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Correspondence

Why Must There Always Be a Price Tag?

I’ve been waiting for the day that the town of North Beach sticks its greedy hand out to charge fun-loving people the privilege to run into the frigid Bay. Even though I have never (and will never) run into the cold water, I’ve enjoyed watching the antics of New Year’s revelers plunging in for the fun of it. And that’s the point: For the fun of it. Now it’s for charity. Why can’t something be done for fun? Why must there always be a price tag?
Bruce’s ingenious design of covering our glass-fronted Bay-front house with upturned decks is still working. Here’s how I covered up for Hurricane Sandy. Hope I don’t need to use it often. –Nancy Bauer, Deale Editor’s note: Nancy’s deceased husband Bruce Bauer wrote about his ingenious design in Bay Weekly back in the last century.

I voted in the early election voting. Not only that, I was an early election voting official, so I can imagine the energy going on all around me at the precincts as I write.     Many polls had people in Monday night, setting up the equipment, getting ready for the 7am Tuesday start.
    We love your newspaper here in North Beach. Could you put this tribute to Pat Carpenter, who died March 2, in your paper?     I feel like I’ve know Pat all my life, and that’s not so. The day I met Bob and Pat Carpenter, I instantly fell in love with them; they are like a ray of sunshine. They made my day every time I saw them. Pat was always so very positive in every endeavor, always thinking ahead for what’s good for Chesapeake Beach and North Beach.
I made an observation from home today that I thought I’d share. I live in Deale, and looking toward Holland Point in Herring Bay, I saw a towboat near what appeared to be a long rectangular object that I thought was partially sunken or sinking. It looked like one of those freighter shipping containers. Through binoculars, I saw a few people on board. The object had antennas up and it looked like a bilge pump was working, for a small stream of water was coming out the side.
Traffic is heavy and slow on the Osprey Highway to the Tropics, as my colleague Mark Martell calls Florida, Cuba and Hispaniola. We currently have one transmitter-carrying bird, Saco, in Florida; three — North Fork Bob, Snowy and Buck — in Cuba; and Katbird and Senor Bones in the Dominican Republic. Henrietta arrived in Colombia on Sept. 26, just nine days after leaving her natal area on Martha’s Vineyard. She’s now on the shores of the Gulf of Venezuela where Buck first settled in 2009.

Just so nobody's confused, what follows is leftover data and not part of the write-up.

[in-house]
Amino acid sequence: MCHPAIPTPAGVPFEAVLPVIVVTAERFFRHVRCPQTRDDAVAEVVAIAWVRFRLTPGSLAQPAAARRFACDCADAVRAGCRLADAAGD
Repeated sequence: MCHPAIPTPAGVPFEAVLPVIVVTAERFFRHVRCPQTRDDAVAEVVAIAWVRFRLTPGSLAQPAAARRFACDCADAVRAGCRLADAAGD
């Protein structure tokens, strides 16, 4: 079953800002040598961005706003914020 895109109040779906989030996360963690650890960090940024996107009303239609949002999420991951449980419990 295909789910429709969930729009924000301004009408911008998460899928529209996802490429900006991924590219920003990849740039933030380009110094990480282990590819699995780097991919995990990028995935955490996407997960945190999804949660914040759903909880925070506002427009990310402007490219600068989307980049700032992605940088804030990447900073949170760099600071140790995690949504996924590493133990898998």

I was stunned by the article [Sept. 22] reporting that Olive had been murdered. I appreciate being informed even though it was disturbing news. I attended a Chamber of Commerce cruise in late spring and picked up a business card that I shared enthusiastically with others, saying, Look, this bird has her own business card!
Great August 4 article on the Bay’s beacons and guardians for safety. The city of Annapolis holds title to the Thomas Point Light. When I was mayor, I was fortunate to sign the special papers for transfer from the federal government to the city with the Secretary of the Interior in a ceremony at City Dock.
Dear Bay Weekly:     I try to pick up the paper whenever I’m in the area. I’ve always found it really easy to read and to look at.     I was patronizing the Marriot in Annapolis on a recent Friday night — not because I’m part of the young singles crowd but because my girlfriends wanted to go to Pussers.     Out front, I picked up a copy of Bay Weekly.
Dear Bay Weekly:     I enjoyed your article on the cats meow http://bayweekly.com/articles/creature-features/article/weeks-creature-f.... Some years back I did cat rescue work with Linda Brown, a friend on the SPCA board. Together we neutered a lot of Eastport cats and found territories where they could be looked after. A network of residents around the city provided  health care services  for street cats out of their own pockets.